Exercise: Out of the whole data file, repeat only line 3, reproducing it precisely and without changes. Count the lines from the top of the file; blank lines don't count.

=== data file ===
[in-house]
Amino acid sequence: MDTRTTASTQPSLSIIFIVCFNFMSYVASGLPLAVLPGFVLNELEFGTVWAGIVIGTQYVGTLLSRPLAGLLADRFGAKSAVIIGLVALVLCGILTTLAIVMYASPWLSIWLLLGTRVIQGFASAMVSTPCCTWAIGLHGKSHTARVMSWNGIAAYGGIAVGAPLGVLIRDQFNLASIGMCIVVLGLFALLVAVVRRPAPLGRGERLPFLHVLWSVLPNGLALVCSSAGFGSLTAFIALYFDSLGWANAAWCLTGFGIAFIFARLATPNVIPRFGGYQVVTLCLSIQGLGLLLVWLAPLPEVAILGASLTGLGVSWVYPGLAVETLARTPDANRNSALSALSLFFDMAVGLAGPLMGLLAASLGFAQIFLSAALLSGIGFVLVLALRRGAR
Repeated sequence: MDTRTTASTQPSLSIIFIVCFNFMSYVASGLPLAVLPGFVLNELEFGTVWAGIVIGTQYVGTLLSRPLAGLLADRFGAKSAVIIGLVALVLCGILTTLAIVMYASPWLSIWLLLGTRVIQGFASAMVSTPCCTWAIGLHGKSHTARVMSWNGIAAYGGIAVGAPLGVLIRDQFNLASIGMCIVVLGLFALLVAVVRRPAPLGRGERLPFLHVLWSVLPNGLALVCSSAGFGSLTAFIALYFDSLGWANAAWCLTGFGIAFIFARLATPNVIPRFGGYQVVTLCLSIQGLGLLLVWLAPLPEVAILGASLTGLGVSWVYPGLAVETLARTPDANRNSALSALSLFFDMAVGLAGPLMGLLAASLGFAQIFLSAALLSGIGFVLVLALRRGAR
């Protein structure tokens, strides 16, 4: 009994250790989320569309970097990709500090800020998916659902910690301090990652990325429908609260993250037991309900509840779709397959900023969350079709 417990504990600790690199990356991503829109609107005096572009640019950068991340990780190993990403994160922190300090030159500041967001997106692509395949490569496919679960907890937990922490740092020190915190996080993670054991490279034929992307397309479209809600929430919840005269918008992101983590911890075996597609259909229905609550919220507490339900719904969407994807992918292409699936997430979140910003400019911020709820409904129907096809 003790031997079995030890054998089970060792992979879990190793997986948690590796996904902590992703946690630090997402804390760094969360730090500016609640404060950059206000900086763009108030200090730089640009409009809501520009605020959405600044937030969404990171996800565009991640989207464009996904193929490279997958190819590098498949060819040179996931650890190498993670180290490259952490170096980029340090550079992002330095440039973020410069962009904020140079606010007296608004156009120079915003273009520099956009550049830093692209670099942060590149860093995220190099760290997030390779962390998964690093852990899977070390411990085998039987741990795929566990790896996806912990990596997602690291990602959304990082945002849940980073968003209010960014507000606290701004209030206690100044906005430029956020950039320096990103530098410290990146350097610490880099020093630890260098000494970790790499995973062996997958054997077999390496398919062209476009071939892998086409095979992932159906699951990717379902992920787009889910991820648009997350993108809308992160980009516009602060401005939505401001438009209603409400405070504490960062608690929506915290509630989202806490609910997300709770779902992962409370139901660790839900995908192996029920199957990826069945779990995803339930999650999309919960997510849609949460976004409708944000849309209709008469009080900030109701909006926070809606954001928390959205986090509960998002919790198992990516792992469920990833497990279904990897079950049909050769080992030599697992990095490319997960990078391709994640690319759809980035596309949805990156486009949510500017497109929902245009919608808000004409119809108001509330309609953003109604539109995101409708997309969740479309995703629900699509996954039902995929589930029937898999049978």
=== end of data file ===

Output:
Repeated sequence: MDTRTTASTQPSLSIIFIVCFNFMSYVASGLPLAVLPGFVLNELEFGTVWAGIVIGTQYVGTLLSRPLAGLLADRFGAKSAVIIGLVALVLCGILTTLAIVMYASPWLSIWLLLGTRVIQGFASAMVSTPCCTWAIGLHGKSHTARVMSWNGIAAYGGIAVGAPLGVLIRDQFNLASIGMCIVVLGLFALLVAVVRRPAPLGRGERLPFLHVLWSVLPNGLALVCSSAGFGSLTAFIALYFDSLGWANAAWCLTGFGIAFIFARLATPNVIPRFGGYQVVTLCLSIQGLGLLLVWLAPLPEVAILGASLTGLGVSWVYPGLAVETLARTPDANRNSALSALSLFFDMAVGLAGPLMGLLAASLGFAQIFLSAALLSGIGFVLVLALRRGAR